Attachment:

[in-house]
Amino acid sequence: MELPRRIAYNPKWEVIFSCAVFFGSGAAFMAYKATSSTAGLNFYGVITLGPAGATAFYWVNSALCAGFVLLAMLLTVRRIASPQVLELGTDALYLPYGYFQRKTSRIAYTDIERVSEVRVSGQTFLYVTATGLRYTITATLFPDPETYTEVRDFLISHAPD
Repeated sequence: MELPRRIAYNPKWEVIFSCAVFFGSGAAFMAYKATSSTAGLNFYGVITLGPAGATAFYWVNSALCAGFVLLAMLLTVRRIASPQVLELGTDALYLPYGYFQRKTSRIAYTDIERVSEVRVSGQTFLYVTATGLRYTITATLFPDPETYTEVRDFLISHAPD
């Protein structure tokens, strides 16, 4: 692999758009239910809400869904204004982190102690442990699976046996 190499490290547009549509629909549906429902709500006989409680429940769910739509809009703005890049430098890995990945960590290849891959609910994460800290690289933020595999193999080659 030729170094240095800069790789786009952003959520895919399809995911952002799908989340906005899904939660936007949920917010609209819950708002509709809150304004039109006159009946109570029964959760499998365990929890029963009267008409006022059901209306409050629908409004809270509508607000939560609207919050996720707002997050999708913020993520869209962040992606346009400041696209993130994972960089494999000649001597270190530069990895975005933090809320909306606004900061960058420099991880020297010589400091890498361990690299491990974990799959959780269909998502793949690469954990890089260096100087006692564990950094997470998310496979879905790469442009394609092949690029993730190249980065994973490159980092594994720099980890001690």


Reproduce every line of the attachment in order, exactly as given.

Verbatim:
[in-house]
Amino acid sequence: MELPRRIAYNPKWEVIFSCAVFFGSGAAFMAYKATSSTAGLNFYGVITLGPAGATAFYWVNSALCAGFVLLAMLLTVRRIASPQVLELGTDALYLPYGYFQRKTSRIAYTDIERVSEVRVSGQTFLYVTATGLRYTITATLFPDPETYTEVRDFLISHAPD
Repeated sequence: MELPRRIAYNPKWEVIFSCAVFFGSGAAFMAYKATSSTAGLNFYGVITLGPAGATAFYWVNSALCAGFVLLAMLLTVRRIASPQVLELGTDALYLPYGYFQRKTSRIAYTDIERVSEVRVSGQTFLYVTATGLRYTITATLFPDPETYTEVRDFLISHAPD
């Protein structure tokens, strides 16, 4: 692999758009239910809400869904204004982190102690442990699976046996 190499490290547009549509629909549906429902709500006989409680429940769910739509809009703005890049430098890995990945960590290849891959609910994460800290690289933020595999193999080659 030729170094240095800069790789786009952003959520895919399809995911952002799908989340906005899904939660936007949920917010609209819950708002509709809150304004039109006159009946109570029964959760499998365990929890029963009267008409006022059901209306409050629908409004809270509508607000939560609207919050996720707002997050999708913020993520869209962040992606346009400041696209993130994972960089494999000649001597270190530069990895975005933090809320909306606004900061960058420099991880020297010589400091890498361990690299491990974990799959959780269909998502793949690469954990890089260096100087006692564990950094997470998310496979879905790469442009394609092949690029993730190249980065994973490159980092594994720099980890001690």